At least there, they have some free space outside the prison environment. Children stay there between eight and eleven hours from Monday to Thursday. They get two meals a day, consisting of rice and beans for lunch, molded maize preparation (kaunga), vegetable and beans for dinner.  In the morning they get a sort of porridge the same as their mums. Children older than three years return automatically to live with their extended families outside of prison. On Sunday when I come back from mass, I often stand in front of a kind of balcony of my cell waiting for the guard to open for me. From there I greet other inmates who are returning to the main halls where they are kept and spend most of their days. That is how I came to know Cynthia that I consider to be my fourth child. That charming little creature used each time to make a lot of gestures with her hand greeting me saying, “Hello Auntie.” One day she escaped from her mum’s hand and run towards me. One guard tried to stop her but she managed to pass through his legs, quickly climbed the stairs and came to warmly hug me. I picked her with the same passion she had come with. We were like in a scene of reunion between a mother and her child. Everything happened so quickly that neither my closest guard nor the prison’s supervisors had the time to act preemptly. I told them that nobody had the right to stop a child from greeting an adult. I ask them to allow me to give her some bread and they agreed to that favor. From then on, my balcony has become the meeting point between me and Cynthia, this has almost been happening every Sunday. Each time she passed by, she automatically climbed the stairs; I invited her to come into my cell, I gave her some bread and fruits, and she returned to her mum. One Sunday morning she asked the guard if she could come and see me before going to mass. The guard agreed to her request. Suddenly the electricity went off and we found ourselves, me and my guest, in the dark of my cell (painted with black without any light filtering in from outside – my emphasis). She started crying and begged me to get out. Unfortunately there was not much I could do instantly because the door to my cell had been locked from outside. She cried loudly, so loudly that I banged strongly on my door to alert the guard. The door was then opened, that was also the time to go to mass. Since that day, either it is with me or only to come and pick her bread, Cynthia always asked the guard:

– Aren’t you going to close the door again? I don’t want to be stuck inside. It is too dark.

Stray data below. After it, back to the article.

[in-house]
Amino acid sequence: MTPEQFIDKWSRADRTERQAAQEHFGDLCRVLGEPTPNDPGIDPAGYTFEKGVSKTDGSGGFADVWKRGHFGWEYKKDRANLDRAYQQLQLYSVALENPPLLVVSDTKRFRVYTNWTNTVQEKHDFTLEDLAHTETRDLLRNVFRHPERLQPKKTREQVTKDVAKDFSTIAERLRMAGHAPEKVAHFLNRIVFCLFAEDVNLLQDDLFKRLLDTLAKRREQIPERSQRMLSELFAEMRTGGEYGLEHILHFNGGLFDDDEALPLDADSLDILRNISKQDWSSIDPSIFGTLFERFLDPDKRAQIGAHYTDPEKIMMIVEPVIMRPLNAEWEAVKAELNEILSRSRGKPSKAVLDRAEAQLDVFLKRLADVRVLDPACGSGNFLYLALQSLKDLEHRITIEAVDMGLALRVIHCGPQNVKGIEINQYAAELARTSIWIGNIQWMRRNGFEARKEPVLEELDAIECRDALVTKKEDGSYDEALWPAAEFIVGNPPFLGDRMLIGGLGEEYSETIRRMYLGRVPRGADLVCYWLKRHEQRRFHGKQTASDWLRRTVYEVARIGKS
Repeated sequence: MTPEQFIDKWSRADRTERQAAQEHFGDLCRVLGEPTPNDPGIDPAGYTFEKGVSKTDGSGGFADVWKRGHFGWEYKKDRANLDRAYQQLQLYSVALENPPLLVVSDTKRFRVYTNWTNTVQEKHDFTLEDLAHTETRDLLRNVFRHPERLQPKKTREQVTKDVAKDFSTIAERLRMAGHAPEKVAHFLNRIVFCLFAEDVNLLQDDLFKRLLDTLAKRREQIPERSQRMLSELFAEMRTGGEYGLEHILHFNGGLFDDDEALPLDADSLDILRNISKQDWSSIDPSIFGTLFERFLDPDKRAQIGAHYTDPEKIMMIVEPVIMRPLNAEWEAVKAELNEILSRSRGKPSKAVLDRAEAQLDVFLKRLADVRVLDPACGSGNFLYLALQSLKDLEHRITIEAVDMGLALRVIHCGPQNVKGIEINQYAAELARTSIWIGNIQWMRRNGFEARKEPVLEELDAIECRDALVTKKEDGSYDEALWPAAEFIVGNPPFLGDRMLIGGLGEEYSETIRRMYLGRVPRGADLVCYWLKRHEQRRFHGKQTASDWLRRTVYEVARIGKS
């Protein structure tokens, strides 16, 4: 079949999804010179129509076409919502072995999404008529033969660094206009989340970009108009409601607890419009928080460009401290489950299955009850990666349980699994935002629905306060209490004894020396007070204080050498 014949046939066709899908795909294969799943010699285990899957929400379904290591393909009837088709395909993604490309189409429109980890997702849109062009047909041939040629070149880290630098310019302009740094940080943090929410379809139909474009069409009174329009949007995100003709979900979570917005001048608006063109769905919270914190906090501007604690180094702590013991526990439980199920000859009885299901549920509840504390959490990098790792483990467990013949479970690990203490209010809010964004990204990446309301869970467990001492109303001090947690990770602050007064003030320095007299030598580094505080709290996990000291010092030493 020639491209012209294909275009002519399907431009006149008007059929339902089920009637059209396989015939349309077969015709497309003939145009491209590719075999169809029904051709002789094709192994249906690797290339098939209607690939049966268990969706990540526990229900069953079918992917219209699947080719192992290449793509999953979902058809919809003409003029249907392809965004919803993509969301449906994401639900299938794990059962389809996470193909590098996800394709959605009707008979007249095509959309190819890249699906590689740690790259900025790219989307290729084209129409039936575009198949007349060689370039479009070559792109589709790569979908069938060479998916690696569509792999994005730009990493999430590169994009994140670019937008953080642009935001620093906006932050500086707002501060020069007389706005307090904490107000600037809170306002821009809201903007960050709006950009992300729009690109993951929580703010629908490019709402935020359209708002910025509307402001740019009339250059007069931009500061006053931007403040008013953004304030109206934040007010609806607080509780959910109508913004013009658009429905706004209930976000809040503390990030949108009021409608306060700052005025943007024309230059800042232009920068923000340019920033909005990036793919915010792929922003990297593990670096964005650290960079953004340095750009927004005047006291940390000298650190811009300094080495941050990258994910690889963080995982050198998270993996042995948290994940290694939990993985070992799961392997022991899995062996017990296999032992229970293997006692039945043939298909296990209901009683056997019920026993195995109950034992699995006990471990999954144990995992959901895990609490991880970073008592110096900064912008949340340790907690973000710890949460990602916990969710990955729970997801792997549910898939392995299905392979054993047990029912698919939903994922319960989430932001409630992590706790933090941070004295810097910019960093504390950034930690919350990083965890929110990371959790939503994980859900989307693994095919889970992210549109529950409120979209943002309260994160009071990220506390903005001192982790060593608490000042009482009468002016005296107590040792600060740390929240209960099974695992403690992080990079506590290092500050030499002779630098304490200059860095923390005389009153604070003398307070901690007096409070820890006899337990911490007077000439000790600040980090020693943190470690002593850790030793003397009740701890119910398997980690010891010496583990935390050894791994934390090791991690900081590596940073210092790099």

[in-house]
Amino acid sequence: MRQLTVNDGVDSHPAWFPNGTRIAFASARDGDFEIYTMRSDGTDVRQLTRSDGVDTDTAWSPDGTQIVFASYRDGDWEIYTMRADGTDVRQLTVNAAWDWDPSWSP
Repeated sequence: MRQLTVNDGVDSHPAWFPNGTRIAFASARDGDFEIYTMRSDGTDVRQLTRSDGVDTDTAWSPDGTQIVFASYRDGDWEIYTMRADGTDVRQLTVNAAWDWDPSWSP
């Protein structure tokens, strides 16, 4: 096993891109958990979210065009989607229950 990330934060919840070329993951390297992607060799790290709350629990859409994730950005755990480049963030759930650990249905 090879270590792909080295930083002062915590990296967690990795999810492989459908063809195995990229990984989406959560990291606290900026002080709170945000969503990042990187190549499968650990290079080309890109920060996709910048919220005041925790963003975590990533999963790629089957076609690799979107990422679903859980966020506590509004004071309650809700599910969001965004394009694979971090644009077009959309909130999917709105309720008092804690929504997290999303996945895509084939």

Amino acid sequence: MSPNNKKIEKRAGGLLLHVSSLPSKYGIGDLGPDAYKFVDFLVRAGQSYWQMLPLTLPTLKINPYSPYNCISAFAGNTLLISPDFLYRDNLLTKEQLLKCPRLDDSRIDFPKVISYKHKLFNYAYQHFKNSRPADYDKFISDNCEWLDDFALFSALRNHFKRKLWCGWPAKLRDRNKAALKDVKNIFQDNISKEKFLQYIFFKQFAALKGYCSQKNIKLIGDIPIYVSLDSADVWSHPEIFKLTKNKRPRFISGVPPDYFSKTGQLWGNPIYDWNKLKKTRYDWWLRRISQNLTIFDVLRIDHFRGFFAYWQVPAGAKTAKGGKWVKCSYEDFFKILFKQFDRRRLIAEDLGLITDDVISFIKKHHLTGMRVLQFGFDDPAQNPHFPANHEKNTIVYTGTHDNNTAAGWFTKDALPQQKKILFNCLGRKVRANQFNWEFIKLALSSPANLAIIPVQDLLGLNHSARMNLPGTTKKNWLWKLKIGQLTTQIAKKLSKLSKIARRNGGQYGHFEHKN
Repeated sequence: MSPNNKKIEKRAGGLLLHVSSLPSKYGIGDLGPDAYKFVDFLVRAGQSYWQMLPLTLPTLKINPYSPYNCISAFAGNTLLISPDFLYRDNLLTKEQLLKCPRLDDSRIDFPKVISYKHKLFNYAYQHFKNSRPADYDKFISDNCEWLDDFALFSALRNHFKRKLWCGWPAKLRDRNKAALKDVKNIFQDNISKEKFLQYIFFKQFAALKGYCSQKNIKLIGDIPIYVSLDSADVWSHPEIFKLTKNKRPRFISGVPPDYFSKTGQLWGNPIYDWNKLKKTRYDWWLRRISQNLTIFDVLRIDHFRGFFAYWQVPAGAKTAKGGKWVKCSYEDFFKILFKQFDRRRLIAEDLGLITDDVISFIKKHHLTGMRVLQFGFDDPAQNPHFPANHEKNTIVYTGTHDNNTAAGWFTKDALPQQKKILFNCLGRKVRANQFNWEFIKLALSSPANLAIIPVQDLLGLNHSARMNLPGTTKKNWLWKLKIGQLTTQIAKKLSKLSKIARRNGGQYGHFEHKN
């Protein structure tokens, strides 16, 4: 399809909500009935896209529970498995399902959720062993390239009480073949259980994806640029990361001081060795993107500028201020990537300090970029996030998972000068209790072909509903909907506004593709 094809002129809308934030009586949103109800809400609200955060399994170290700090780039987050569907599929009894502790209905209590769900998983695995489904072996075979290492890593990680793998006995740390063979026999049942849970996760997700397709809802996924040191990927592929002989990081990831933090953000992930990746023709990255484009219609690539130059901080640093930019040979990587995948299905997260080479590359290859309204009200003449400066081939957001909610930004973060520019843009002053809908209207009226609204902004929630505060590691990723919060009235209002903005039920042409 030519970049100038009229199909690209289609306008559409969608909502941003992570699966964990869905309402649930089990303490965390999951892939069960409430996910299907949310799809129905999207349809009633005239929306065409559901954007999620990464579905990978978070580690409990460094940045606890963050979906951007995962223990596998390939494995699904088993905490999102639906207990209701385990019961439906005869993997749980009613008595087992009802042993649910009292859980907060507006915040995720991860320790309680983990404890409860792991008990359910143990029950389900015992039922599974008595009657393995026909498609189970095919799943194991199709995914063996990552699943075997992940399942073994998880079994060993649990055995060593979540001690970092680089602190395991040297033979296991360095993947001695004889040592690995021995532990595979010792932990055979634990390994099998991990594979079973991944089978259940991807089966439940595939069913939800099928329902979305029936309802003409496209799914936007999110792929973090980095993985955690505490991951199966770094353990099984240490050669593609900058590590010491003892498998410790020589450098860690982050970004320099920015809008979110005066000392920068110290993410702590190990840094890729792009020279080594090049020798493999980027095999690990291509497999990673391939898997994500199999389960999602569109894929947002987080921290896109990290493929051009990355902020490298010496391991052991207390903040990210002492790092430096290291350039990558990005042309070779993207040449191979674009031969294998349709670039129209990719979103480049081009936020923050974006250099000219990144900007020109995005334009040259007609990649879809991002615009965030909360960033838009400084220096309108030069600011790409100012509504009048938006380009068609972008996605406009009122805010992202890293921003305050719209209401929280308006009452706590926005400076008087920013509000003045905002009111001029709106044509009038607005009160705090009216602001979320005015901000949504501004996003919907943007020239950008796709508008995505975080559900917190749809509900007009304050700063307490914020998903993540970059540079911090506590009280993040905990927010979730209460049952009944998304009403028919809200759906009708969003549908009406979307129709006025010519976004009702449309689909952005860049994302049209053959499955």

Learning probably from Cynthia, most of the mums who every Sunday pass in front of my cell have adopted the little girl’s greeting: “ Hello auntie or have a nice Sunday auntie.” Cynthia was not only charming, she was also very sharp. She was aware of most of the things which went on in the prison halls reserved to women. She knew those who drank alcohol in hiding, those who sold tobacco clandestinely, food and other accessories such as soap, thread, needles and so on. One Saturday, I was outside having fresh air when the door of the hall reserved to women got opened. Cynthia saw me at my balcony then came running and shouting loudly: ‘Auntie, auntie, you know…’ She didn’t get the time to finish her sentence but came to find refuge in my arms because the female guard wanted to get hold of her. I asked my guard and the female supervisor who was after the child to allow me to stay a moment with her. Both agreed. I then asked Cynthia where was her mum? She told me that she had gone to pray in another church. That meant that she was not in the main hall for women because, on Saturdays, it was reserved to worshipers of the adventist of the 7th day church.

– But I know mum didn’t go to pray, she went instead to meet Emmy dad.

– Who is Emmy’s dad? Asking her as intrigued by her intuition.

– But it is mum’s boyfriend. It is him who gave me these bracelets.

The toddler wore effectively nice bracelets made of wood, small crafts made by prisoners. I looked at her artefacts while paying attention to what she was telling me.

– You know auntie, mum has brought a letter she wrote to her boyfriend.